25 November, 1 pm

Creating cinematic virtual environments inspired by, and incorporating, cultural heritage collections

The aim of this session is to introduce the audience to the creation of cinematic virtual environments inspired by and incorporating cultural heritage collections. It will focus on filmmaking within these virtual environments and give an overview of the multi-screen film installation ‘Grace’ (2021), commissioned by, and installed at, the RNLI Grace Darling Museum, UK.

The speakers Sophie Dixon and Ed Silverton will share insights into ‘Grace’ from development to post-production, discussing the use of museum collections for creative projects, 3D modelling and digitisation processes, physically-based virtual environments, and the potential for filmmaking using game engines. At the end of the session, participants will have a general understanding of how realistic environments can be created within a game engine and the possibilities for using those environments for filmmaking.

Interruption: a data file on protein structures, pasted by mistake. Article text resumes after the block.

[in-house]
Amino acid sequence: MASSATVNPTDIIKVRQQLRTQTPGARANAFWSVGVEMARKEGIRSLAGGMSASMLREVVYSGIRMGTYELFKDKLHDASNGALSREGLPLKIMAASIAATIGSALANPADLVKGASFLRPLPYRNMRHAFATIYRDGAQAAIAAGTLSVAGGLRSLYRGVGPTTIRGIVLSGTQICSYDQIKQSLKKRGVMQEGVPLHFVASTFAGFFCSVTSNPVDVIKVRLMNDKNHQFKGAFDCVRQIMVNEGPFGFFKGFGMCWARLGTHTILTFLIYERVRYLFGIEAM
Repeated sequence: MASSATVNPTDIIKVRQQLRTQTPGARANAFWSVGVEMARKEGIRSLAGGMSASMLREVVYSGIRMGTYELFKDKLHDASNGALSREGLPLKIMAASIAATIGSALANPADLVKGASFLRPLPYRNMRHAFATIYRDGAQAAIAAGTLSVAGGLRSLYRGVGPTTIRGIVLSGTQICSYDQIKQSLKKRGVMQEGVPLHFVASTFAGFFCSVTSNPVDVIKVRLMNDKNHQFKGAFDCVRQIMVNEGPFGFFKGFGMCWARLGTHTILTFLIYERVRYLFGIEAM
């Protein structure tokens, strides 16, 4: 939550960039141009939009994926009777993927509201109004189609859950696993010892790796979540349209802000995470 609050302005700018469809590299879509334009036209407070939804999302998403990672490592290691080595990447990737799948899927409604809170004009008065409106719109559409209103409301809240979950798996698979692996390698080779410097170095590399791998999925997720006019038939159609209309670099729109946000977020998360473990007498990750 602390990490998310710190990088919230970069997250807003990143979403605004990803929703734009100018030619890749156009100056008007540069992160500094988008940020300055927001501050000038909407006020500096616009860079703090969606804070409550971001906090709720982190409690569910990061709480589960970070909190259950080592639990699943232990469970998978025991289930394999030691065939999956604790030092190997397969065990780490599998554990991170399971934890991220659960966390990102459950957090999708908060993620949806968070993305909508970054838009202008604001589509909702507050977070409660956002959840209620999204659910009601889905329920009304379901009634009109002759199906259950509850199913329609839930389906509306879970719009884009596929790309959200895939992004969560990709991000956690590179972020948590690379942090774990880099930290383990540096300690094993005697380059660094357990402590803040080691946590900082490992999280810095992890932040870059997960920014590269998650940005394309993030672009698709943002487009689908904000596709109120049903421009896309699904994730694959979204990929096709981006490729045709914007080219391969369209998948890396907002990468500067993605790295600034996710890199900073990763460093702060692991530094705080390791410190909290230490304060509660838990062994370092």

This will be an interactive presentation with questions encouraged from participants. We invite 16+ people interested in art, technology, and cultural heritage, and particularly encourage participants active in the cultural heritage sector, filmmakers, and storytellers.

Mnemoscene was founded in 2017 by Sophie Dixon and Ed Silverton, with 10+ years of expertise in the cultural heritage sector and a background in research-led filmmaking and XR. Working with immersive and web-based technologies they collaborate on arts and heritage-based projects and are passionate about finding new and meaningful ways to engage diverse audiences with cultural heritage. Over recent years they have worked on independent and collaborative web-based and immersive cultural heritage projects for clients including University of St Andrews, The Science Museum, Royal Pavilion and Museums, The British Library, and Duke University.

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